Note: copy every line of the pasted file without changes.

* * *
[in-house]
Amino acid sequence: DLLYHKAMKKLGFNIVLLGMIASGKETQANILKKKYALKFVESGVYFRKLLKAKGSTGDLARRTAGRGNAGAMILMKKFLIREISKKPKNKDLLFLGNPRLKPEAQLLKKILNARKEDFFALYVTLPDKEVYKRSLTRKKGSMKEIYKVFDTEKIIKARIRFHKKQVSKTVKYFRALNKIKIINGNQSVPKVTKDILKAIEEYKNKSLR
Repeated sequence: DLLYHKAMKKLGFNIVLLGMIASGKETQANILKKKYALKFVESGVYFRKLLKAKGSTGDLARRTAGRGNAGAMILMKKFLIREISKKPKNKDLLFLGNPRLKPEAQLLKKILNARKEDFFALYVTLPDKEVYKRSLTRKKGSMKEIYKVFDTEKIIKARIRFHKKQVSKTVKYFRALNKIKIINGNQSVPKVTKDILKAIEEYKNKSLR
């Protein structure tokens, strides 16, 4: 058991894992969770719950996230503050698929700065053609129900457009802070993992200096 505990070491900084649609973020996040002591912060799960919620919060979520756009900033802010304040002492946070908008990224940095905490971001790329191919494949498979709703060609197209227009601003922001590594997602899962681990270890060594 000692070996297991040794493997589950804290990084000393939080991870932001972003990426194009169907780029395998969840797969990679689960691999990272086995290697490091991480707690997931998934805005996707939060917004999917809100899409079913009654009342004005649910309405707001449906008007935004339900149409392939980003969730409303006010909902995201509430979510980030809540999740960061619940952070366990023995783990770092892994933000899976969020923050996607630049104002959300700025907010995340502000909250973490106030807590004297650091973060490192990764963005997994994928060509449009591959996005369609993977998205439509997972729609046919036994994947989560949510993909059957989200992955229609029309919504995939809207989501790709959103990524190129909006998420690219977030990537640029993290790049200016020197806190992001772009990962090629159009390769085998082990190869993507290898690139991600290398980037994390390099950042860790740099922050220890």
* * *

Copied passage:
[in-house]
Amino acid sequence: DLLYHKAMKKLGFNIVLLGMIASGKETQANILKKKYALKFVESGVYFRKLLKAKGSTGDLARRTAGRGNAGAMILMKKFLIREISKKPKNKDLLFLGNPRLKPEAQLLKKILNARKEDFFALYVTLPDKEVYKRSLTRKKGSMKEIYKVFDTEKIIKARIRFHKKQVSKTVKYFRALNKIKIINGNQSVPKVTKDILKAIEEYKNKSLR
Repeated sequence: DLLYHKAMKKLGFNIVLLGMIASGKETQANILKKKYALKFVESGVYFRKLLKAKGSTGDLARRTAGRGNAGAMILMKKFLIREISKKPKNKDLLFLGNPRLKPEAQLLKKILNARKEDFFALYVTLPDKEVYKRSLTRKKGSMKEIYKVFDTEKIIKARIRFHKKQVSKTVKYFRALNKIKIINGNQSVPKVTKDILKAIEEYKNKSLR
């Protein structure tokens, strides 16, 4: 058991894992969770719950996230503050698929700065053609129900457009802070993992200096 505990070491900084649609973020996040002591912060799960919620919060979520756009900033802010304040002492946070908008990224940095905490971001790329191919494949498979709703060609197209227009601003922001590594997602899962681990270890060594 000692070996297991040794493997589950804290990084000393939080991870932001972003990426194009169907780029395998969840797969990679689960691999990272086995290697490091991480707690997931998934805005996707939060917004999917809100899409079913009654009342004005649910309405707001449906008007935004339900149409392939980003969730409303006010909902995201509430979510980030809540999740960061619940952070366990023995783990770092892994933000899976969020923050996607630049104002959300700025907010995340502000909250973490106030807590004297650091973060490192990764963005997994994928060509449009591959996005369609993977998205439509997972729609046919036994994947989560949510993909059957989200992955229609029309919504995939809207989501790709959103990524190129909006998420690219977030990537640029993290790049200016020197806190992001772009990962090629159009390769085998082990190869993507290898690139991600290398980037994390390099950042860790740099922050220890």